Here begins the history of lawn tennis. In 1874, Englishman Major Walter C. Wingfield patented in London the equipment and rules for the game that would later develop into modern-day tennis. He called the game, derived from court tennis, squash and badminton, “Sphairistiké” which is German for ball playing.
The "Modern" Wooden Racquet. In 1874, Major Walter C. Wingfield registered his patent in London for the equipment and rules of an outdoor lawn tennis that is generally considered the first version of what we play today. Within a year, Wingfield's equipment sets had been sold for use in Russia, India, Canada, and China.
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The French game "jeu de paume" (literally – a game of the palm) is considered to be the predecessor of tennis. Unlike modern tennis, they played jeu de paume indoors, using the palm of the hand to strike the ball. Later, the gloves replaced the palm; then, special bats replaced the gloves; and only after that, rackets occurred.
The History of Tennis Rackets. The history of tennis rackets starts simple, with wooden rackets being the most widely used for several years, and then moving towards steel rackets, composite rackets, metal rackets, and carbon fiber rackets. Almost all of the rackets stayed the same size until later on in the game, when many companies started experimenting with larger surface areas.
In The Second Shepherds' Play (c. 1500) shepherds gave three gifts, including a tennis ball, to the newborn Christ. Sir Gawain, a knight of King Arthur 's round table, plays tennis against a group of 17 giants in The Turke and Gowin (c. 1500).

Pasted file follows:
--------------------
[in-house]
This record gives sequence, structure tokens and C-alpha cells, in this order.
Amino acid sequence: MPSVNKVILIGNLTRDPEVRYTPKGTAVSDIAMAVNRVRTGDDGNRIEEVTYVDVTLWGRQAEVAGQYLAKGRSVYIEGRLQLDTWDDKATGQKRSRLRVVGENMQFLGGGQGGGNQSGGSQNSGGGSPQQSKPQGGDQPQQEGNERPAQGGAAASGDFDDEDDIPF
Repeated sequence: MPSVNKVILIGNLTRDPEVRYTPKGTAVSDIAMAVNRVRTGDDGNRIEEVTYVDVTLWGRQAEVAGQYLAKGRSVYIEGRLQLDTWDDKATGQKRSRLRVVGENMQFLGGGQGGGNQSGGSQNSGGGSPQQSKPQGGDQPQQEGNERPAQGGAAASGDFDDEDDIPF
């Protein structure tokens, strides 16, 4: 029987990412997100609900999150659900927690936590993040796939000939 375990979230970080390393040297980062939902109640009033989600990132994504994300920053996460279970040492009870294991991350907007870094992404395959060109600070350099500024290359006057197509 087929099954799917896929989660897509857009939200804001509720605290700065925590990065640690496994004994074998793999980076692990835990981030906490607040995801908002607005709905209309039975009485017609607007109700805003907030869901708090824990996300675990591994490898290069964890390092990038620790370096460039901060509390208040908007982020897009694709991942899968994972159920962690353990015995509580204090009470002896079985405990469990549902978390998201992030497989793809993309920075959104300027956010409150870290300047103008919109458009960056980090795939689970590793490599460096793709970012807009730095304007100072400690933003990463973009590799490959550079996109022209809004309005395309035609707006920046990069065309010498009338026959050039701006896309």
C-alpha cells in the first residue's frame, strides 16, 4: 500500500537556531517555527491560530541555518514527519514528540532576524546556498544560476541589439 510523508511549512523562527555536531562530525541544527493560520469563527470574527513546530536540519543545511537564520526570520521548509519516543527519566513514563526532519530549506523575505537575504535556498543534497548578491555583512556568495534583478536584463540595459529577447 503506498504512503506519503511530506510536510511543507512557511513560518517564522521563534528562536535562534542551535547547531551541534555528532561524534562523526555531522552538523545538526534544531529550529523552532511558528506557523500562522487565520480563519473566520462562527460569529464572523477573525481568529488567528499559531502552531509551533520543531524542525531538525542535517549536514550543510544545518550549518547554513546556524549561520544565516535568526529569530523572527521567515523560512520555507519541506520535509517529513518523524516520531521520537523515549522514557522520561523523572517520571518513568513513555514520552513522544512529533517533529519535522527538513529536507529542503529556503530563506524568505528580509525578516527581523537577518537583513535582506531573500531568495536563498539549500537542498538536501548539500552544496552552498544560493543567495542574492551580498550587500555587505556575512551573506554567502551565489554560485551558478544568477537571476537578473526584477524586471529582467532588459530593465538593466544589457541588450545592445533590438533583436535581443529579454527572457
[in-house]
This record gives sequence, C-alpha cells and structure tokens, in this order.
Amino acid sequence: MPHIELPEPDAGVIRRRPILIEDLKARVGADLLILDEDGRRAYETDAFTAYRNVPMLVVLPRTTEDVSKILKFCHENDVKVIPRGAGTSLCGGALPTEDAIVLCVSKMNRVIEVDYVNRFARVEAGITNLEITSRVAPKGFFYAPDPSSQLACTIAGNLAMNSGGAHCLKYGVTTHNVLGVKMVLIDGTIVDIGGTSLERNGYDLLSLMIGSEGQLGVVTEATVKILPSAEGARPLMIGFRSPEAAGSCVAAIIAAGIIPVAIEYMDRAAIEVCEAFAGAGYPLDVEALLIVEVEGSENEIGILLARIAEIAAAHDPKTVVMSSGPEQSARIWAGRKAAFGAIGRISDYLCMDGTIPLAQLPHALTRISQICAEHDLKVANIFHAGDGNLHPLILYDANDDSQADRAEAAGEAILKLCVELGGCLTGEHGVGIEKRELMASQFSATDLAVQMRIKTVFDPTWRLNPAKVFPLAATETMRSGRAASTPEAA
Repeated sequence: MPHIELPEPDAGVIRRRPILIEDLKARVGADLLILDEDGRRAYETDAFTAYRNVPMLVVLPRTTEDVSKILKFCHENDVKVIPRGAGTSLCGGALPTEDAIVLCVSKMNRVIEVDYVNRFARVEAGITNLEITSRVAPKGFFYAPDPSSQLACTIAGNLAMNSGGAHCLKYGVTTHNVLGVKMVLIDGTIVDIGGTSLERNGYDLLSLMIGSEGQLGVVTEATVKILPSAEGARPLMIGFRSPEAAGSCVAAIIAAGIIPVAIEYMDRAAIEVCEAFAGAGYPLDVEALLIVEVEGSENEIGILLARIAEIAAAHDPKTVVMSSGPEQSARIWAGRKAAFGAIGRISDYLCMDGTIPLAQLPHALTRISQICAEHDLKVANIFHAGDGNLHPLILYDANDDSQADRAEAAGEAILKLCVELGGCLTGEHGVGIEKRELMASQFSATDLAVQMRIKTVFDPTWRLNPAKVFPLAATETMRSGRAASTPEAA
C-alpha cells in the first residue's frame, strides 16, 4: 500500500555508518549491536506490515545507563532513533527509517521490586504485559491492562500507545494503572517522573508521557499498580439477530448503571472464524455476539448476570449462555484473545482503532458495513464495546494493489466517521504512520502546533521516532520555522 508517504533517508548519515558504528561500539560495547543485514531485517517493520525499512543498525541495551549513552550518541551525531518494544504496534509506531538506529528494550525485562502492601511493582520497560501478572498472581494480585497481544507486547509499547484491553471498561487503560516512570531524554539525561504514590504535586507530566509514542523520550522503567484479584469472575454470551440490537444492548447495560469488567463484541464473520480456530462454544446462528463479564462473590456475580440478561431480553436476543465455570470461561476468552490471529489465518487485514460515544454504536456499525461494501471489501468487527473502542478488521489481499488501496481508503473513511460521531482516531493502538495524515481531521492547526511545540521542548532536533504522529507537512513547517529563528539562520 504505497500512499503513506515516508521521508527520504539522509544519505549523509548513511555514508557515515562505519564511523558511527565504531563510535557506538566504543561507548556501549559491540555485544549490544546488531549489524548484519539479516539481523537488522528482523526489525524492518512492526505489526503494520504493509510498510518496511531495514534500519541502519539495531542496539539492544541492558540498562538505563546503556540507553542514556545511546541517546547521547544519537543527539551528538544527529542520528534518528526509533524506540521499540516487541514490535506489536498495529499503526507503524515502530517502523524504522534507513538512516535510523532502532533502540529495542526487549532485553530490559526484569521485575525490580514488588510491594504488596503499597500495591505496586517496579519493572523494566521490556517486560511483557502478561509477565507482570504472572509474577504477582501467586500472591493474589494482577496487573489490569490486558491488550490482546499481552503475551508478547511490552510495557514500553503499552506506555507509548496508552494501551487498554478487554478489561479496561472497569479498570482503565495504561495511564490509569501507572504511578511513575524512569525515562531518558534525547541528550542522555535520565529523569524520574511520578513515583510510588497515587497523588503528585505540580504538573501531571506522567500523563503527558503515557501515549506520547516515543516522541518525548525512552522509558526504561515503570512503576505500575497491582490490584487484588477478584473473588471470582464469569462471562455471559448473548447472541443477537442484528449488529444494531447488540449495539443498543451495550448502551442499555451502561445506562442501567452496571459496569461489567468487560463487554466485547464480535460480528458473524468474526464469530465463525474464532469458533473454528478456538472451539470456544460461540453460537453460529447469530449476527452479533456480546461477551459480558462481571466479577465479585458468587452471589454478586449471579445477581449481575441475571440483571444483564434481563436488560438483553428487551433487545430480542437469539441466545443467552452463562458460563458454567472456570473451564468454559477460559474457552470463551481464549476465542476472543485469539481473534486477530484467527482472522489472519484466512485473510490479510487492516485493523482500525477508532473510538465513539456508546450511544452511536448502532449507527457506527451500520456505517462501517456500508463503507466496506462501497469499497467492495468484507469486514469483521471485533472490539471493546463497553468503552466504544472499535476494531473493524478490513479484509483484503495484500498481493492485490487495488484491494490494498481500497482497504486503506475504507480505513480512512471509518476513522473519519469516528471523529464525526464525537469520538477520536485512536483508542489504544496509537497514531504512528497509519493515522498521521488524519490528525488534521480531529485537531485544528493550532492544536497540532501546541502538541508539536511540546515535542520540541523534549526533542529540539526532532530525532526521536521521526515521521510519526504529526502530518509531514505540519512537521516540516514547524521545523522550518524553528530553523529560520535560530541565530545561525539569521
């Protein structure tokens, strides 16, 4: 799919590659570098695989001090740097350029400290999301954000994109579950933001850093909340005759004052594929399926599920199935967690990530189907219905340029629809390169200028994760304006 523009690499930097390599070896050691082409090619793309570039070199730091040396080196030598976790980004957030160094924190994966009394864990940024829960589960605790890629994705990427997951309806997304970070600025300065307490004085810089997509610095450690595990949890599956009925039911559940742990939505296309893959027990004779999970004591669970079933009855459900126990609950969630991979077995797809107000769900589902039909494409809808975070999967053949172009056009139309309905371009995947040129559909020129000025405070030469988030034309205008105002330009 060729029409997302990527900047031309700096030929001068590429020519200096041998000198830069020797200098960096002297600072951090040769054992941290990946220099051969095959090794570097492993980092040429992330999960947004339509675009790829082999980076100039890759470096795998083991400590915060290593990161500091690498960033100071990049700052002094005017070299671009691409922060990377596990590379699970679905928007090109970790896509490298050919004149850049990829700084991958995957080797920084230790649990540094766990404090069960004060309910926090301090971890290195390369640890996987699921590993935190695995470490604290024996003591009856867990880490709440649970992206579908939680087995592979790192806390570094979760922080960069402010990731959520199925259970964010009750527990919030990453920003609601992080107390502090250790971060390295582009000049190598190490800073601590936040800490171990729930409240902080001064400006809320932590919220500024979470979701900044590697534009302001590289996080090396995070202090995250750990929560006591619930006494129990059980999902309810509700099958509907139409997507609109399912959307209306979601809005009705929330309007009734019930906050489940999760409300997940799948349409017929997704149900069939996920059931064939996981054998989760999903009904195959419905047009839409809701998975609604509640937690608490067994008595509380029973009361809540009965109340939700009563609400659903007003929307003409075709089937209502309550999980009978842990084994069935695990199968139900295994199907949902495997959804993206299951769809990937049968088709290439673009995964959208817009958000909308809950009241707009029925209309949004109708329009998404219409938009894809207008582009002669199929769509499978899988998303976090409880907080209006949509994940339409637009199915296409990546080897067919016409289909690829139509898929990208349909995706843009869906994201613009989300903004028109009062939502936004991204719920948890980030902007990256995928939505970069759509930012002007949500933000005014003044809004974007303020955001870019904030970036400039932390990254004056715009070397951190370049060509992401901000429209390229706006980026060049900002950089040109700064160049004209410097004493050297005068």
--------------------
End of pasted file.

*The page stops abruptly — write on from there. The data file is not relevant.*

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Racket, tennis ball, shoes, and a dress code are mandatory equipment for the sport. Apart from player needs, the tennis court needs a net to separate playing area of each player. Know about these equipment in detail below. Racket. Rackets can be made of many alloys or wood. There are no restrictions on the size or materials used in making a racket.
In 1874 Walter Clopton Wingfield created the rules, balls, and racquets for an outdoor version of tennis that he called sphairistike, Greek for ''playing ball.''. Wingfield's court was shaped like...
History. The game was invented in England in the early days of the 20th century and was originally called Ping-Pong, a trade name. The name table tennis was adopted in 1921–22 when the old Ping-Pong Association formed in 1902 was revived. The original association had broken up about 1905, though apparently the game continued to be played in parts of England outside London and by the 1920s was being played in many countries.